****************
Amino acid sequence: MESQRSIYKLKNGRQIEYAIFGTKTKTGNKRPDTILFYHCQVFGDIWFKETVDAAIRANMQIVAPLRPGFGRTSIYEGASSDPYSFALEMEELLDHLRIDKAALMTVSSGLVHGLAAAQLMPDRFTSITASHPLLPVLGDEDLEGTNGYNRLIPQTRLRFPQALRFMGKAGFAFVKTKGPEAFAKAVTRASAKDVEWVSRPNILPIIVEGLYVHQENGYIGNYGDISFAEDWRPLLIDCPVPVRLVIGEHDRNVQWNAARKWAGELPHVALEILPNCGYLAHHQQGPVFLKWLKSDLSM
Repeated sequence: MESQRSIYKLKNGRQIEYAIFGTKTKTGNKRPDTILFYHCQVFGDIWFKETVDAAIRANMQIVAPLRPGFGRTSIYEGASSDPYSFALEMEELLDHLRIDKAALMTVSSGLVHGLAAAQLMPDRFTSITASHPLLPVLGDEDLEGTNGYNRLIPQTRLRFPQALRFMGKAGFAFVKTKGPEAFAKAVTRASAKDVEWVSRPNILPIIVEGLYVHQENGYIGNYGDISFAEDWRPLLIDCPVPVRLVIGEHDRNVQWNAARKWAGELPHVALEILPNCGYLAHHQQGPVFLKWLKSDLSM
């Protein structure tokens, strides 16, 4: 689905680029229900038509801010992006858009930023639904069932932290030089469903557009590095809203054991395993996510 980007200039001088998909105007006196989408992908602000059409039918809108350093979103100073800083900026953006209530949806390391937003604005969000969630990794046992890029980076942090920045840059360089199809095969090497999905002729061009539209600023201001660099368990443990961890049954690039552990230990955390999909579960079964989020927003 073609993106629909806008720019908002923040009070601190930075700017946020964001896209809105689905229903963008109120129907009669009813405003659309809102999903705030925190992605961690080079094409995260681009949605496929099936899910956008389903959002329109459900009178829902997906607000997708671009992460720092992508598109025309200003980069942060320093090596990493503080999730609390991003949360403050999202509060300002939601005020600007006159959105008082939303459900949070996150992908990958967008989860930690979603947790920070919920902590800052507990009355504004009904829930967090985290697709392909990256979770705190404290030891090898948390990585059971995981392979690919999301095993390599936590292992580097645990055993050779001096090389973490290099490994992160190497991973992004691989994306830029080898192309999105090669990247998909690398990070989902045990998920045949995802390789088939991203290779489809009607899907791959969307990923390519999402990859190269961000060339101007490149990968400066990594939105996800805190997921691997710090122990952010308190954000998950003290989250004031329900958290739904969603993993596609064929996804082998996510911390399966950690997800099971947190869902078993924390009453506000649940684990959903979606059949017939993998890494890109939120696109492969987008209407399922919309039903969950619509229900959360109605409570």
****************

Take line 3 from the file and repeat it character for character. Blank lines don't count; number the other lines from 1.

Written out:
């Protein structure tokens, strides 16, 4: 689905680029229900038509801010992006858009930023639904069932932290030089469903557009590095809203054991395993996510 980007200039001088998909105007006196989408992908602000059409039918809108350093979103100073800083900026953006209530949806390391937003604005969000969630990794046992890029980076942090920045840059360089199809095969090497999905002729061009539209600023201001660099368990443990961890049954690039552990230990955390999909579960079964989020927003 073609993106629909806008720019908002923040009070601190930075700017946020964001896209809105689905229903963008109120129907009669009813405003659309809102999903705030925190992605961690080079094409995260681009949605496929099936899910956008389903959002329109459900009178829902997906607000997708671009992460720092992508598109025309200003980069942060320093090596990493503080999730609390991003949360403050999202509060300002939601005020600007006159959105008082939303459900949070996150992908990958967008989860930690979603947790920070919920902590800052507990009355504004009904829930967090985290697709392909990256979770705190404290030891090898948390990585059971995981392979690919999301095993390599936590292992580097645990055993050779001096090389973490290099490994992160190497991973992004691989994306830029080898192309999105090669990247998909690398990070989902045990998920045949995802390789088939991203290779489809009607899907791959969307990923390519999402990859190269961000060339101007490149990968400066990594939105996800805190997921691997710090122990952010308190954000998950003290989250004031329900958290739904969603993993596609064929996804082998996510911390399966950690997800099971947190869902078993924390009453506000649940684990959903979606059949017939993998890494890109939120696109492969987008209407399922919309039903969950619509229900959360109605409570």